Address: http://hubromusic.com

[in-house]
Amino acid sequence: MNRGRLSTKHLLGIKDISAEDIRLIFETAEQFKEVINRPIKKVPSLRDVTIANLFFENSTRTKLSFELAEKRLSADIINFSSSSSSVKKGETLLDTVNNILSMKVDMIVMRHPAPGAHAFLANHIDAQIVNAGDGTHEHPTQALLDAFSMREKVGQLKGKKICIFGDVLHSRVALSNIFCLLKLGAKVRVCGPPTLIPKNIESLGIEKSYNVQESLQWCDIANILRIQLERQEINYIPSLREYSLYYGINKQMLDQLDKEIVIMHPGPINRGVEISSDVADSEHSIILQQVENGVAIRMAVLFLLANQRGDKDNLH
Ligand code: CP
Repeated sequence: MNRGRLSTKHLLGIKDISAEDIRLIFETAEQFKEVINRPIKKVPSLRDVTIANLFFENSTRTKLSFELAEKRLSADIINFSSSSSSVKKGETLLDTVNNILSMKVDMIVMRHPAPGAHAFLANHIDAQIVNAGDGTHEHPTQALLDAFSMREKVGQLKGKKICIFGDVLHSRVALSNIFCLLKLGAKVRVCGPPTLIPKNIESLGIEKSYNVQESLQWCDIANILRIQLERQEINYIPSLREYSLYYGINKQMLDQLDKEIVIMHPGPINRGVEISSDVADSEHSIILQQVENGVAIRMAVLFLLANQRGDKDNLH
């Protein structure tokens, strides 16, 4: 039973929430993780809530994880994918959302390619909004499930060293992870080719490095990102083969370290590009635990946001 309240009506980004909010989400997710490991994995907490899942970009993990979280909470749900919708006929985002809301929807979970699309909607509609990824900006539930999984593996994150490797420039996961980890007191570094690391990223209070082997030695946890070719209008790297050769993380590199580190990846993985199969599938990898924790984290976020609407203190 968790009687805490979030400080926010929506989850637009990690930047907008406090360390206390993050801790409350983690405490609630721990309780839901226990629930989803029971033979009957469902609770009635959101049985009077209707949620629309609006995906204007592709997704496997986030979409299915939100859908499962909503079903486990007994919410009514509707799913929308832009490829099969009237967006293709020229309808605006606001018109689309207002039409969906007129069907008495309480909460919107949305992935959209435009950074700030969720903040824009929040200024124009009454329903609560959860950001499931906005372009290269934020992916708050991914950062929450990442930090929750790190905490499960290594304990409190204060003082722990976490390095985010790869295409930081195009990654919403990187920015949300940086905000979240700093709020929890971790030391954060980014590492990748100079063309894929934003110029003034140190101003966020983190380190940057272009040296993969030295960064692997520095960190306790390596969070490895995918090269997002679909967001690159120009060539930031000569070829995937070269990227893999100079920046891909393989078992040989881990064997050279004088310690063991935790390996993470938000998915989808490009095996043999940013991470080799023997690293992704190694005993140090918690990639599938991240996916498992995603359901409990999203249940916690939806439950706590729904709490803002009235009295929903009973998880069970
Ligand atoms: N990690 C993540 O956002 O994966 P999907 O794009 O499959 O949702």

The Inuit have, apparently, many words for what we call ‘snow’. Marsen Jules uses eight of them on his new album ‘The Empire Of Silence’ (which sounds more like something outta Star Wars). Maybe snow equals silence for Jules, because otherwise I am not sure what silence has to do with this highly ambient album. When it has snowed (and luckily for me that doesn’t happen a lot here) it seems that everything is a bit more quiet, so perhaps Marsen Jules has similar experiences; or he simply likes cold climates. Jules plays ambient music using, I think, samples of string instruments, which are played together and has this vaguely modern classical sound to it. I must admit a few things: I like Jules’ music to a certain extend; just to hear every now and then, but it never seems to go beyond that. Once it’s gone, it’s gone and I don’t want to go back straight away; entertaining, pleasant, but nothing out of the ordinary. I don’t think it’s super original, highly innovative, anything new, and perhaps a bit easily made: a few samples lines from a bunch of violins and a cello, cut short to make a fine loop, not beyond the threshold. Maybe something out of an Arvo Part recording, or Gorecki or perhaps something Jules has generated himself. Whatever is this the case really. Jules plays aural wallpaper and perhaps not the kind of ambient music that Brian Eno was thinking about: not to be ignored, whereas Jules’ music might be ignorable, especially when played on a more regular volume. Now here’s a thought: I would not be surprised if it is Jules’ ambition to have his music played in an auditorium by a large ensemble for strings. As such a release like ‘The Empire Of Silence’ is a fine calling card for such an enterprise. I like it, but I am not the biggest fan. (FdW)